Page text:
Sometimes the best and brightest programs get in the way of work flow. Especially with sub-par computers. No matter how great Aperture or Lightroom or Bridge were, they simply didn't run well on my first(low powered) Mac. And lets face it we've all been there. Or will be.
I instead relied on programs that weren't as full featured like Picasa and DIM. Not the best but my computer could run them and I could get my pictures moving. Because that's the point. Get the pics from the camera to the computer to organized folders to the editing software to print or publishing.
I liked Photoshop(And still do.) but before that I used GIMP or GIMPshop, because the price was right. Sure it wasn't as smooth. Or powerful. But I'd rather have something than nothing. And when you shoot 500+ a day you can get buried fast.
Speaking of large quantities of data. Storage. Backups. Ugh. With today's cheap drives its an easier thing to do. But I made(And still have) stacks of DVD's several feet high. Honestly I'm not enthralled with the basic external hard drive for a backup either. I have a NAS that is setup with RAID 1 which is when drives are mirrored, so if one fails then the other takes over. I'll give a review on its setup at some point. But always backup. Redundancy is your friend. If the media made the cut, and found its way into your archive than you should back it up.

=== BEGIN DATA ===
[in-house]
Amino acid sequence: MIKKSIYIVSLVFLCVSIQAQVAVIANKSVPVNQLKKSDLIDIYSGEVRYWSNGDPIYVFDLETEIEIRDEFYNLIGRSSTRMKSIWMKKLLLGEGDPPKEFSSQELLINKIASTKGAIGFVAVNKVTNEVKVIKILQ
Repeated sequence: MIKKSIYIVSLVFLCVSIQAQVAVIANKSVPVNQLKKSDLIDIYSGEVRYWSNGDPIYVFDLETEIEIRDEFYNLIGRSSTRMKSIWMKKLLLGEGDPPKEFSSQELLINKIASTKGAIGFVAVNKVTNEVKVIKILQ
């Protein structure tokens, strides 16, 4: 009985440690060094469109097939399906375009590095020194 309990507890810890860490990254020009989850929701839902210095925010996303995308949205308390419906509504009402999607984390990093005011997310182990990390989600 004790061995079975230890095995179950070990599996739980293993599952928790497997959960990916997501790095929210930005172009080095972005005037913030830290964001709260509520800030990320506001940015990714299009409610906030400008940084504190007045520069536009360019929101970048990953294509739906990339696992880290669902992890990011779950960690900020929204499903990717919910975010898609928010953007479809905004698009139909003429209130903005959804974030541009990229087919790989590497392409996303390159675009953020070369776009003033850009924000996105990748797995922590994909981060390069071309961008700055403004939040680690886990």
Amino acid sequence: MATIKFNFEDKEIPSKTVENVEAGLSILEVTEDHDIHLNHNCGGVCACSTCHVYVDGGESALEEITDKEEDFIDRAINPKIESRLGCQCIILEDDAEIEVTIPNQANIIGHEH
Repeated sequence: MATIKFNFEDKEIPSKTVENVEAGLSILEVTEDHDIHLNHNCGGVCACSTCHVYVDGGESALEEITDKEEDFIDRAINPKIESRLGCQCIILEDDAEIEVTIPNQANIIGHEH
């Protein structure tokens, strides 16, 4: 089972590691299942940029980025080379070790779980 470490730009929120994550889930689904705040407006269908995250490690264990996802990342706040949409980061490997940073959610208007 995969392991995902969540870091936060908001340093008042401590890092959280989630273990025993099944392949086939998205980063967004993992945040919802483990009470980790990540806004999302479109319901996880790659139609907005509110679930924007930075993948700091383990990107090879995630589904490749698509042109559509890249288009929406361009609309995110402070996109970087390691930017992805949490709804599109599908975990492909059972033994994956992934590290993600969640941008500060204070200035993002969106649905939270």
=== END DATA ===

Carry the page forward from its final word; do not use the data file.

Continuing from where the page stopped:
So Take the picture.(Use a Canon Camera with L series lens for best results). Pull picture from camera(I use Lightroom and store according to date -Names can get very hard to go through). Begin rating. (I used to save everything., now I'm more picky and handy with the delete key). Do light editing on keepers. Fire up Photoshop for any final editing. FTP, Email, or DVD the resulting images to client or print. And initialize backups.
Easy money. Just don't ask me about video. Because your workflow just got slower :)